My idea to change the world was inspired by a story in the book Enough, by John Bogle. It reads:

“At a party given by a billionaire on Shelter Island, Kurt Vonnegut informs, Joseph Heller, that their host, a hedge fund manager, had made more money in a single day than Heller had earned from his wildly popular novel Catch-22 over its whole history.  Heller responds, ‘Yes, but I have something he will never have… enough.’”

For one of my finals I have been assigned a paper in which I must determine what will be “enough” for me.  As I write I am becoming aware that we are socialized into a system which trains us what to desire and how, but we rarely think that once we achieve certain ends, we will be happy or finished.  I believe we need to adopt a new mindset in which we determine the limits of our desire and can therefore truly enjoy the fruits of our labor, once reaching those achievements.  Without these limits, I believe we are forced to forever focus on the things we want, and by necessity the things we do not have, leaving the blessings in our lives out of our attention and appreciation.

An article my friend showed me reinforces my point.  The article lists the top 5 regrets of the dying as recorded by a nurse working with patients in the last 12 weeks of their lives.  It’s an inspirational list, but there are two in particular which I think are relevant to enough.  The first relevant regret is “I wish I didn’t work so hard.”  It cites that many people in this nurse’s unit felt they had missed out on the important things because they were spending so much time at work, trying to earn and achieve.  These people should have realized what was enough for them, and spent more time on the other, and often more important, things in life.  The second relevant regret is “I wish that I had let myself be happier.”  Again, this demonstrates that people realize retrospectively that they had the means to be happy, but instead focused on all of the things they wanted to improve in their lives.  What I am arguing for with enough, isn’t always being content or complacent, but determining what truly makes you happy and once you have achieved it, giving it some focus and appreciation before moving onto the next challenge.  Beyond this, once you have achieved enough, instead of working for even more, devote your time to helping those without a fair chance realize their ambitions.

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5 responses »

  1. Connie says:

    This is great! I agree with you — I think that we’ve become wired to believe that we need to constantly try to attain more and more out of life in order to be considered successful and happy. While I’m not criticizing wanting to improve oneself and one’s quality of living, it does reach a point of when is enough, enough? Everyone comes from different circumstances and want different things out of life, so I think we need to stop comparing ourselves to others and abiding by what we think society defines as success. The most important part is remembering what makes us happy, and striving to please ourselves not others.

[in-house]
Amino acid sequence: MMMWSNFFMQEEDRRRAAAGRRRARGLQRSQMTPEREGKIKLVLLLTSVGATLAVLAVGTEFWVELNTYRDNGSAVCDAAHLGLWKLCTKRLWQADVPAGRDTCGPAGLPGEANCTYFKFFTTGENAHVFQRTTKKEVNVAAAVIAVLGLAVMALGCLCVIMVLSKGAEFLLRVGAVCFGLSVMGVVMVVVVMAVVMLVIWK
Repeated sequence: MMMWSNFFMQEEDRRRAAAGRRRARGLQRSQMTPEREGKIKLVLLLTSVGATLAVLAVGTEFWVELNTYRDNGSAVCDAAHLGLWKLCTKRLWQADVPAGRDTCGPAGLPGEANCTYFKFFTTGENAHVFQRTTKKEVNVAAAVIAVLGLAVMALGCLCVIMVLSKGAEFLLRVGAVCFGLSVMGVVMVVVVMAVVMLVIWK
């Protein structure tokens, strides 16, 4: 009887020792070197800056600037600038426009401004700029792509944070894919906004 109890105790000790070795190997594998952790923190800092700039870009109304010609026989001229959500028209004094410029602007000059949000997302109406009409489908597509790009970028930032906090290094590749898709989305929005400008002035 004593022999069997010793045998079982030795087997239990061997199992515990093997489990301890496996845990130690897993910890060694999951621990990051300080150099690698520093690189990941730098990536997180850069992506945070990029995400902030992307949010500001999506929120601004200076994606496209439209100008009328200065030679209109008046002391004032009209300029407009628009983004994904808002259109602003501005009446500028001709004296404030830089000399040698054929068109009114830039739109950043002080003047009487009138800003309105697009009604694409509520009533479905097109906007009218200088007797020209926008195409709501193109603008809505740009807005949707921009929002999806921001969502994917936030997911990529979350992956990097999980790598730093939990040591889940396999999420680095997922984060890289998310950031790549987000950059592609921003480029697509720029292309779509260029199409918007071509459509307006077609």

2. Kate says:

    I really like this too! Our society’s constant focus on hard-work, achievement, and success has driven many people to over-work themselves and sometime blinding them as to what makes them happy. Students caught up in getting A’s while adults strive to earn promotions. Unfortunately, we become too work-oriented and lose sight on what makes us happy, (such as family, friends, pets, exercise, etc) and we end up being miserable.

    I also like the point of “achieving enough.” I feel that the financially “successful” people in this world should give back to their communities or help those less fortunate. My dad mentors people at my church two times a week and helps them with their resumes. After each of his clients gets hired, he always feels rewarded that he could help someone in need. Before we die, we want to look back on our lives and be proud of everything that we have done, not only on what we have accomplished at work.

  3. I recently read this book as well. It really makes you think about something that most people take the time to do. Our culture is one where we always want more. More money, better technology, faster travel, more lavish vacations. What point is enough in these situations? I don’t think society will change so that people feel like they have enough without thinking about it. Deciding what will be enough for you will give you the peace of mind when you get there.

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